Jazz 101: Improvisation, Composition, and Arranging

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Today, we’ll be continuing our discussion of John Szwed’s “Jazz 101: A Complete Guide to Learning and Loving Jazz“, with a look at some of the more elusive skills required by jazz musicians. While improvisation, composition, and arranging may seem like three separate skills, they’re actually more related than you might think.

Last time, we walked through a few of the different forms that jazz has drawn from over the years. We talked about the influences both pop and blues have had on jazz, and the forms that came out of them. We ended our discussion by looking at jamming, a form that emphasizes improvisation.

Now, we’ll take a deeper look into improvisation, and explore its role in jazz. We’ll also discuss the differences and similarities between it and composition and arranging.

Improvisation

The art of improvisation has long been associated with jazz music, and jazz musicians. Among jazz musicians, the act of composing in the moment without a written score, is something of a universal expectation. “They speak of going beyond the simply interpretive, to a more deeply inspired and more instantaneous level of creativity; a level that may put the improviser in touch with his or her conscious and unconscious states” (p. 43).

But we don’t want to give the impression that jazz musicians play completely spontaneously and without thought. More often than not, there are some constraints, arrangement, or plans for what will be played. This may not be the case, if it weren’t for the high expectations of the audience.

“Audiences for jazz expect that what they are hearing live on a particular occasion is different from what any other musician would play, and–unlike pop audiences–different from what they have heard even on a performer’s recordings” (p. 44).

The demand for never-ending creativity here seems overwhelmingly high. Performers are asked to be unique, not only from other musicians, but even from themselves. “For a musician who performs for six nights a week for thirty years, the problem of constantly coming up with new ideas that nonetheless still sound like one’s own poses a near-impossible task” (p. 44).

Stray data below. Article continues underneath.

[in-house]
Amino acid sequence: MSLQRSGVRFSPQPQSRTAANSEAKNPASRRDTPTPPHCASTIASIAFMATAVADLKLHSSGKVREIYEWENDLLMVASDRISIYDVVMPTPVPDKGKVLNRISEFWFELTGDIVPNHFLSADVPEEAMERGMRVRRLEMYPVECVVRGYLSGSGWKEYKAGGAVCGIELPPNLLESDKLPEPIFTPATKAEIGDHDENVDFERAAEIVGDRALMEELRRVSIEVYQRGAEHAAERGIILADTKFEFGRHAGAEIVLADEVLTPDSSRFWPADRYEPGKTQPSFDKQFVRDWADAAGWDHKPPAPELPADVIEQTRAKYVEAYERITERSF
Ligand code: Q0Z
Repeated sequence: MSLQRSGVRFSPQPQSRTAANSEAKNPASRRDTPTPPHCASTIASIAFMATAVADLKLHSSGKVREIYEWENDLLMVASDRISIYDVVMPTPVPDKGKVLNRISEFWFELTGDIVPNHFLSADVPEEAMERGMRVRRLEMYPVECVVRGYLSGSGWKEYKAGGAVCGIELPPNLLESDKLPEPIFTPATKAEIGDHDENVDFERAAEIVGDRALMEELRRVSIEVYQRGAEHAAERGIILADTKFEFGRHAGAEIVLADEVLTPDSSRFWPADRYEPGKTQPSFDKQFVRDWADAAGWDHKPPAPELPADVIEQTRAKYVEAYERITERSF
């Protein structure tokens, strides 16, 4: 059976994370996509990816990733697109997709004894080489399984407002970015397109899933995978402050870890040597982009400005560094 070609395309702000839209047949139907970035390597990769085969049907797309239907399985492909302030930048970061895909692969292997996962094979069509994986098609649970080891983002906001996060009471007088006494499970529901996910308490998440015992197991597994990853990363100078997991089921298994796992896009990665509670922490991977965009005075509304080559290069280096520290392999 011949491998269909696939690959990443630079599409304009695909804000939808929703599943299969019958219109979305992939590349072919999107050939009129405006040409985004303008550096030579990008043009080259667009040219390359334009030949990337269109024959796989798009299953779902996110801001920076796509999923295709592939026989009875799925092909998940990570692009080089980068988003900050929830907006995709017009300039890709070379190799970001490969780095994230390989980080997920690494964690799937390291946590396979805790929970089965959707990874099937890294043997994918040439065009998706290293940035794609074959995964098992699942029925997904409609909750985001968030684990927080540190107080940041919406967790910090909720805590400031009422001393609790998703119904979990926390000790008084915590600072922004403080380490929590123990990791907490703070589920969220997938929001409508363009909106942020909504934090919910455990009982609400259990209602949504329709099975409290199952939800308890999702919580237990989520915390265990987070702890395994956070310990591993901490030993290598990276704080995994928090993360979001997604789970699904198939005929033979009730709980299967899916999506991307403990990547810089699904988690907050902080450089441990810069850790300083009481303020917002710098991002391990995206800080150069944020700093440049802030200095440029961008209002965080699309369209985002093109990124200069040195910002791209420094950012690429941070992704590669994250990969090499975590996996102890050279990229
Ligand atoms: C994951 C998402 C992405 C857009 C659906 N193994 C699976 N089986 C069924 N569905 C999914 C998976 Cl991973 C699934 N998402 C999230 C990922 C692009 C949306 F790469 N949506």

Composition

Since improvisation is a form of instant composition, the distinction between the two isn’t so clear as it might seem. “Both are forms of composition, and both are involved to varying degrees with performance” (p. 45). It’s possible for performers to play written, composed music that sounds improvised, just as it is possible for a composer to write music that, when played, sounds improvised.

“The role of the composer in the beginnings of jazz was determined partly by technological limitations–the three-minute single record–and the location of jazz in the realm of commercial music” (p. 45). Longer jazz compositions have been made over the years as well, of course, but few jazz composers attempted truly extended works. Longer compositions call for sustained periods of improvisation, after all.

Arrangement

“An arrangement is a plan that musicians agree to abide by before they play, intended to give shape to their performance beyond the melody and harmony” (p. 46). This can be as simple as agreeing to play a melody at a certain point, or who will solo and in what order. This is usually how stops are planned as well.

The truly great arrangers make it even harder for us to determine who is responsible for what we’re hearing at any given moment. “Jazz, then, breaks with Western conventional thinking, denying the distinctions between composer and performer, creator and interpreter, composer and arranger, soloist and accompanist, artist and entertainer, even soloist and group” (p. 47). This is another important distinction that makes jazz unique among genres.

Jazz musicians use improvisation as a way to escape the limitations of what can be composed or written. There are still limitations to what they can improvise, of course. And those limitations are linked to composition and arrangement.

But we haven’t touched mistakes yet. They do happen, especially when a musician is breaking new ground. Experienced improvisers, however, know how to turn a mistake into a new, fresh idea. “The greater problem for the improviser is not to repeat him or herself, or to become comfortable with a certain level of expression” (p. 52).

Final Thoughts

I think one of the things that attracts me to jazz so much is this cultivation of a growth mindset. Due to expectations and personal ambition, jazz players continuously push themselves to reach new ground. Due to the social component of jazz, and the amount of collaboration involved in composing, arranging, and improvising, musicians benefit highly from playing in ensembles. Even solo jazzers end up collaborating and arranging with a backing band.

Next time, we’ll discuss the history, sources and origins of jazz music.

 

 

 

 

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